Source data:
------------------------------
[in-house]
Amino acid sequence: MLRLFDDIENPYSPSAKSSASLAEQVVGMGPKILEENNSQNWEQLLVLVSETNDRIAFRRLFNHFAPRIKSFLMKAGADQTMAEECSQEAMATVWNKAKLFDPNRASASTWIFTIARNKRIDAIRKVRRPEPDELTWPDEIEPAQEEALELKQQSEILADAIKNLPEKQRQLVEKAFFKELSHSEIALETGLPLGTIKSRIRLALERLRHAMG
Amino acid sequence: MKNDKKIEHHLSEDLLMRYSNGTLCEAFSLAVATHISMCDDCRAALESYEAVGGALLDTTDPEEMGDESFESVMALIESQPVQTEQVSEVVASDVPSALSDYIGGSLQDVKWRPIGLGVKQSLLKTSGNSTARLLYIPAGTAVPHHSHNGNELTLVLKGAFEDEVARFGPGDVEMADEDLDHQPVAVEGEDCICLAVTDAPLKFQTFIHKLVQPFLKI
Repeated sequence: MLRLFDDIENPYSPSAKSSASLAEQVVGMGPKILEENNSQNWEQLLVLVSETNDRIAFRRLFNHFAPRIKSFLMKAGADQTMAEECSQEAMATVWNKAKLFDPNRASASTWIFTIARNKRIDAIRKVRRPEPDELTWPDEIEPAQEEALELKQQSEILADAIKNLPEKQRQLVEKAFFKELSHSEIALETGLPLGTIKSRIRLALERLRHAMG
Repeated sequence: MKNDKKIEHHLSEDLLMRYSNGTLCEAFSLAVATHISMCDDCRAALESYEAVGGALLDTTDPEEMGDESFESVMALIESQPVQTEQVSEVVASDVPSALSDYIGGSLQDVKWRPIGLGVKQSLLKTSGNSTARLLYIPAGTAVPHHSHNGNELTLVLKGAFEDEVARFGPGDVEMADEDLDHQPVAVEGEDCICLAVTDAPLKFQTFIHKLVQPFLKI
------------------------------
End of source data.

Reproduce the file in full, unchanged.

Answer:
[in-house]
Amino acid sequence: MLRLFDDIENPYSPSAKSSASLAEQVVGMGPKILEENNSQNWEQLLVLVSETNDRIAFRRLFNHFAPRIKSFLMKAGADQTMAEECSQEAMATVWNKAKLFDPNRASASTWIFTIARNKRIDAIRKVRRPEPDELTWPDEIEPAQEEALELKQQSEILADAIKNLPEKQRQLVEKAFFKELSHSEIALETGLPLGTIKSRIRLALERLRHAMG
Amino acid sequence: MKNDKKIEHHLSEDLLMRYSNGTLCEAFSLAVATHISMCDDCRAALESYEAVGGALLDTTDPEEMGDESFESVMALIESQPVQTEQVSEVVASDVPSALSDYIGGSLQDVKWRPIGLGVKQSLLKTSGNSTARLLYIPAGTAVPHHSHNGNELTLVLKGAFEDEVARFGPGDVEMADEDLDHQPVAVEGEDCICLAVTDAPLKFQTFIHKLVQPFLKI
Repeated sequence: MLRLFDDIENPYSPSAKSSASLAEQVVGMGPKILEENNSQNWEQLLVLVSETNDRIAFRRLFNHFAPRIKSFLMKAGADQTMAEECSQEAMATVWNKAKLFDPNRASASTWIFTIARNKRIDAIRKVRRPEPDELTWPDEIEPAQEEALELKQQSEILADAIKNLPEKQRQLVEKAFFKELSHSEIALETGLPLGTIKSRIRLALERLRHAMG
Repeated sequence: MKNDKKIEHHLSEDLLMRYSNGTLCEAFSLAVATHISMCDDCRAALESYEAVGGALLDTTDPEEMGDESFESVMALIESQPVQTEQVSEVVASDVPSALSDYIGGSLQDVKWRPIGLGVKQSLLKTSGNSTARLLYIPAGTAVPHHSHNGNELTLVLKGAFEDEVARFGPGDVEMADEDLDHQPVAVEGEDCICLAVTDAPLKFQTFIHKLVQPFLKI